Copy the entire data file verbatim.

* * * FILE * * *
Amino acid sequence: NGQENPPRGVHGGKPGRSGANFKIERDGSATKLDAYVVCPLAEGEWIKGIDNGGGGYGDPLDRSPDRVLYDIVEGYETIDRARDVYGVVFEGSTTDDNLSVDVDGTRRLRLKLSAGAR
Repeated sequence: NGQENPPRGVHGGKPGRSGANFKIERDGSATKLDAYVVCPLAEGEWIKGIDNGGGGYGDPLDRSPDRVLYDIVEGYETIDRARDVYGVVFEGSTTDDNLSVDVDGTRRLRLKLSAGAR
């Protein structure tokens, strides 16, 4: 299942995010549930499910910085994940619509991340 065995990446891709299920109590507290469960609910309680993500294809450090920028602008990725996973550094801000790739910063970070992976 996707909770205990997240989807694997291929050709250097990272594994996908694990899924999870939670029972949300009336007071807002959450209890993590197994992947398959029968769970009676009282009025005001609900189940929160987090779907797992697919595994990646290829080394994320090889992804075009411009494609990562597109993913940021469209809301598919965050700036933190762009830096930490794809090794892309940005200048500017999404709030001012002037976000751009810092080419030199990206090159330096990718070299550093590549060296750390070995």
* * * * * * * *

Amino acid sequence: NGQENPPRGVHGGKPGRSGANFKIERDGSATKLDAYVVCPLAEGEWIKGIDNGGGGYGDPLDRSPDRVLYDIVEGYETIDRARDVYGVVFEGSTTDDNLSVDVDGTRRLRLKLSAGAR
Repeated sequence: NGQENPPRGVHGGKPGRSGANFKIERDGSATKLDAYVVCPLAEGEWIKGIDNGGGGYGDPLDRSPDRVLYDIVEGYETIDRARDVYGVVFEGSTTDDNLSVDVDGTRRLRLKLSAGAR
């Protein structure tokens, strides 16, 4: 299942995010549930499910910085994940619509991340 065995990446891709299920109590507290469960609910309680993500294809450090920028602008990725996973550094801000790739910063970070992976 996707909770205990997240989807694997291929050709250097990272594994996908694990899924999870939670029972949300009336007071807002959450209890993590197994992947398959029968769970009676009282009025005001609900189940929160987090779907797992697919595994990646290829080394994320090889992804075009411009494609990562597109993913940021469209809301598919965050700036933190762009830096930490794809090794892309940005200048500017999404709030001012002037976000751009810092080419030199990206090159330096990718070299550093590549060296750390070995």